For this part, one question is paramount, will flattened device tree or ACPI be used? or will Linux on Apple Silicon Macs use Apple device trees?
This question is not devoid of consequences. Traditionally, Linux on PowerPC Macs directly parsed Apple device trees instead of a standardised format.
For the Apple Silicon Macs, everyone currently follows the FDT path, but being able to use an Apple Device Tree comes with a lot of advantages, especially once the number of devices starts to multiply.
Such an approach when combined with an EFI stub-like Mach-O wrapper (which is possible) would allow directly doing:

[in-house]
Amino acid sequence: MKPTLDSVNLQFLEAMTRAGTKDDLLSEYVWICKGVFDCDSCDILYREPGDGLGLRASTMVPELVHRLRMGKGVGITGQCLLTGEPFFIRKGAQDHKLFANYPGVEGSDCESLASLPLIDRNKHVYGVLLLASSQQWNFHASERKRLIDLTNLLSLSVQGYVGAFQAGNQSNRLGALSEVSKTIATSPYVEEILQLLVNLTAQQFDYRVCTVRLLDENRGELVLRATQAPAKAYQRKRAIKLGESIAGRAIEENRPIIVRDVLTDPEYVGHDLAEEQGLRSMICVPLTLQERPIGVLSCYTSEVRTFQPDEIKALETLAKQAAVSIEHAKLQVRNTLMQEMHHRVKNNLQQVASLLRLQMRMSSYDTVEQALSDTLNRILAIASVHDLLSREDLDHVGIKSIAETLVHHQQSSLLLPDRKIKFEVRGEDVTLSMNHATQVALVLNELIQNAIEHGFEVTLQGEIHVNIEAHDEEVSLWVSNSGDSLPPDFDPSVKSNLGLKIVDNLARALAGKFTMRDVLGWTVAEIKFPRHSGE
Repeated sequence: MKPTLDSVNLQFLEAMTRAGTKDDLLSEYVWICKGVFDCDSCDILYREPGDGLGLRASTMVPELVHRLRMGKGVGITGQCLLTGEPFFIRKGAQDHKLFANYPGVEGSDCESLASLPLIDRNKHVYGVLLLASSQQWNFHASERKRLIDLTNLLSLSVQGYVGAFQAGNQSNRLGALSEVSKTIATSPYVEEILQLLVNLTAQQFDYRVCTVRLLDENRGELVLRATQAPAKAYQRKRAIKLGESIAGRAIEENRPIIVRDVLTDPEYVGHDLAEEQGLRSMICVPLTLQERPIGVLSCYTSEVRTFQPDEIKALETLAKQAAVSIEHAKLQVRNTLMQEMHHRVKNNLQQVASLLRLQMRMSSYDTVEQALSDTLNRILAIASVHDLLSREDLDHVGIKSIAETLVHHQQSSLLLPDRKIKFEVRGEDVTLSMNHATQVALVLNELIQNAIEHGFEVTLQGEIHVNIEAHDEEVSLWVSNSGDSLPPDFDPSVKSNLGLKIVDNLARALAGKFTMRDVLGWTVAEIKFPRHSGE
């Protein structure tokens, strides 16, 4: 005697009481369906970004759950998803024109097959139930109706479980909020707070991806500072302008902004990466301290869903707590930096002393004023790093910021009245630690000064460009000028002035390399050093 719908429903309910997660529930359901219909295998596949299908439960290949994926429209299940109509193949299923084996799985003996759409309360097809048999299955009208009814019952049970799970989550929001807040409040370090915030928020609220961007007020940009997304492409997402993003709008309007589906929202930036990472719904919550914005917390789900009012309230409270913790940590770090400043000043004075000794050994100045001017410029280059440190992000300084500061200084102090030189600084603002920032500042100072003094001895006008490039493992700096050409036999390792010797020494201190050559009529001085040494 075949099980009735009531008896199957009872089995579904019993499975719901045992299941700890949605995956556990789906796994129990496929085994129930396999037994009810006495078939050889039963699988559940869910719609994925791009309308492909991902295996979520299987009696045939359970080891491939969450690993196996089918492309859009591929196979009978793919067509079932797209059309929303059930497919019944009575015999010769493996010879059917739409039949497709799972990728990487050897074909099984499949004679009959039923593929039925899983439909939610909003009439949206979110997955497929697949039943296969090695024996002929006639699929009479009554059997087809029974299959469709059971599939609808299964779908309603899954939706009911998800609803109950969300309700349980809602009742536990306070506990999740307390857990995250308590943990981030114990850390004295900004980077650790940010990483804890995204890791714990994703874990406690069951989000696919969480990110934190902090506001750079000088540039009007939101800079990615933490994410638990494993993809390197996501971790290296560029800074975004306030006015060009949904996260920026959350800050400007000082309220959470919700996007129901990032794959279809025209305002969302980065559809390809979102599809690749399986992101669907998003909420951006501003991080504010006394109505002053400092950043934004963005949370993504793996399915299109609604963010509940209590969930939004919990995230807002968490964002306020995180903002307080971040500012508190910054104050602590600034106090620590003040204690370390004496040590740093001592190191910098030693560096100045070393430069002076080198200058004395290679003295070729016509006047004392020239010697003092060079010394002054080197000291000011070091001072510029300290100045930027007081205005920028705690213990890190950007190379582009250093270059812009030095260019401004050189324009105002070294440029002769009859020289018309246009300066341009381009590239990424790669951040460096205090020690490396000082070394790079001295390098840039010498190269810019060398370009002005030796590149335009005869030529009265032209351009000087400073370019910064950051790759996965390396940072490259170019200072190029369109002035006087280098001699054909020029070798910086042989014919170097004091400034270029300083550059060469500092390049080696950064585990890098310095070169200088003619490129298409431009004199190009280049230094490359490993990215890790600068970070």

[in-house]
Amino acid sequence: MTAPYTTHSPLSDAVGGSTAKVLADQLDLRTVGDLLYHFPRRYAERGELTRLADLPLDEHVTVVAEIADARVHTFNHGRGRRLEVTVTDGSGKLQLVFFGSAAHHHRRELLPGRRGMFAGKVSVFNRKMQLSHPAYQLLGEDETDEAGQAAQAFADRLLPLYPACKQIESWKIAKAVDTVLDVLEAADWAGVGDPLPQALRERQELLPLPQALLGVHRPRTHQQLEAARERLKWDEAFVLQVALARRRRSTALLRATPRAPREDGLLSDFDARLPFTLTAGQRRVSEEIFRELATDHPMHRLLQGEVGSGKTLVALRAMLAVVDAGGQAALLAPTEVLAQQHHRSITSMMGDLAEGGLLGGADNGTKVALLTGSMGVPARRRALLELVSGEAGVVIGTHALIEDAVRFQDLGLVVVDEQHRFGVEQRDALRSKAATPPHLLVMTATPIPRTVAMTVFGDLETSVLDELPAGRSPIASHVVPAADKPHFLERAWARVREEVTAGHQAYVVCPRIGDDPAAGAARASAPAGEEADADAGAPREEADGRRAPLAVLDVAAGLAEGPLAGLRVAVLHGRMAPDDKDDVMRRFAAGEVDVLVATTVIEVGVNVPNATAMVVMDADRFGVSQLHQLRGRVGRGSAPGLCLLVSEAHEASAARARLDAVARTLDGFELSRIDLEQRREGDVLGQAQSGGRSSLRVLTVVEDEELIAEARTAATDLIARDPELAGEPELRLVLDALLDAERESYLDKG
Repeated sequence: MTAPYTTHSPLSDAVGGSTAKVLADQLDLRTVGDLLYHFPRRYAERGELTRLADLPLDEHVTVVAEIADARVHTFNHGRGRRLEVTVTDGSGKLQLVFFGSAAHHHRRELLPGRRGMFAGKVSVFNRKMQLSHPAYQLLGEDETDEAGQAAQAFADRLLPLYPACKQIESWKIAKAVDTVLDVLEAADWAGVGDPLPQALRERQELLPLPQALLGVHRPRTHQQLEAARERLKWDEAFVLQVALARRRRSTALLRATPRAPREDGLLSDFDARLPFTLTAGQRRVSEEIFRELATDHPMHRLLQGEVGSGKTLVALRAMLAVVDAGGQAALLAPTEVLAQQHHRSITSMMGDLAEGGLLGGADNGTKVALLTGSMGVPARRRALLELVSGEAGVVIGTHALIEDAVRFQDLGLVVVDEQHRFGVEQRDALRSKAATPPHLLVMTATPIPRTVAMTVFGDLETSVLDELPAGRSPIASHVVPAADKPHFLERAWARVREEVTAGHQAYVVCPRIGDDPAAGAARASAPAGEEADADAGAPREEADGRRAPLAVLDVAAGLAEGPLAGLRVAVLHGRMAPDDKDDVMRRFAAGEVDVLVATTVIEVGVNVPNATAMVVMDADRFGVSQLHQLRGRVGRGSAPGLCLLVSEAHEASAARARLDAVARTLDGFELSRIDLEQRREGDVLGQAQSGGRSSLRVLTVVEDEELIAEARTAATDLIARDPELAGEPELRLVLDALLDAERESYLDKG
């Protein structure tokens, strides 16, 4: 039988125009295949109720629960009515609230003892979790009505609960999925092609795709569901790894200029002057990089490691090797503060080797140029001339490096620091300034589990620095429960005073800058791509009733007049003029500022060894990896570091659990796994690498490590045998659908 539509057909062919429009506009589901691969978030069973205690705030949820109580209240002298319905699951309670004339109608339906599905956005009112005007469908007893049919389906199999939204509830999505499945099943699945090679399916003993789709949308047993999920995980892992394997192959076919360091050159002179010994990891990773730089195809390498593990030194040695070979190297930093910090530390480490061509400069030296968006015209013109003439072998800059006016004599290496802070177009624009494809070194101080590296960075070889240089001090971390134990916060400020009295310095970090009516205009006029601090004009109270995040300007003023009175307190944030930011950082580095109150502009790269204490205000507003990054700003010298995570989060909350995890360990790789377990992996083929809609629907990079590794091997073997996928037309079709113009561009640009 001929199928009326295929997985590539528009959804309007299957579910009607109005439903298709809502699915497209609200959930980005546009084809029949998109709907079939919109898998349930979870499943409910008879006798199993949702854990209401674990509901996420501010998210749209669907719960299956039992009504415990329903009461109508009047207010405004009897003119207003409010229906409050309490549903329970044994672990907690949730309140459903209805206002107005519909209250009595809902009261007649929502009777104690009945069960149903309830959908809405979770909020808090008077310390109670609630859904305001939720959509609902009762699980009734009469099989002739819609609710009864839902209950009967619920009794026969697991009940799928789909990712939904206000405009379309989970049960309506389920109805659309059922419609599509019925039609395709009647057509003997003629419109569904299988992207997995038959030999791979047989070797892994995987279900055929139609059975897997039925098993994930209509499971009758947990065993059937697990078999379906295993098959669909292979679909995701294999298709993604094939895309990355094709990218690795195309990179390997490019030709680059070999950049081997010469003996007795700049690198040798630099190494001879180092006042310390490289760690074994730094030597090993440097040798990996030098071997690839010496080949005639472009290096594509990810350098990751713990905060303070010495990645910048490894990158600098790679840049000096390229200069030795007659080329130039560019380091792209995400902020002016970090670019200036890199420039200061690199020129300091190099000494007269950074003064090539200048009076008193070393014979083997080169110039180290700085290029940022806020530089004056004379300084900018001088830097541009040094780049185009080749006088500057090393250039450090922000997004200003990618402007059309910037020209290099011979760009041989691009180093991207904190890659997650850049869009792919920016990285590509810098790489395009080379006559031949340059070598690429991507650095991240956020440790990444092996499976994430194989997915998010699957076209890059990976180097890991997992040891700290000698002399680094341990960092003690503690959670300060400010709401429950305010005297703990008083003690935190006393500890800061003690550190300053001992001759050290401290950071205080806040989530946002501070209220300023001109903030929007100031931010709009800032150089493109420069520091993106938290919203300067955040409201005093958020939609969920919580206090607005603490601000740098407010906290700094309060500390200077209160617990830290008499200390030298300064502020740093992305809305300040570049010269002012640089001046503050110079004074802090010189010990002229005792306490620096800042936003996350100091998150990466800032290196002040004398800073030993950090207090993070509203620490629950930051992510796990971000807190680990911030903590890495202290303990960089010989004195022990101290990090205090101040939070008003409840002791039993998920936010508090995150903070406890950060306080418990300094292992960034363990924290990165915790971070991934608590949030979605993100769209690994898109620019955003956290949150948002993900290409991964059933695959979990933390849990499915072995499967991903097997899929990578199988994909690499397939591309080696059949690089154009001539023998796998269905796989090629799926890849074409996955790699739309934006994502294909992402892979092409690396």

kmutil configure-boot -v /Volumes/macOS -c arch/arm64/boot/Image nvram boot-args="root=/dev/sda1 ro quiet" reboot
from within macOS Recovery to get a kernel booting, without requiring third-party boot loaders.
This would also make Linux on the platform much more of a proper Mac citizen.
Edit: Jacques Fortier from Apple clarified in a tweet that the Apple Device Tree format comes with no guarantees of stability across OS releases. Changes are infrequent but Apple reserves the possibility of doing them at any time.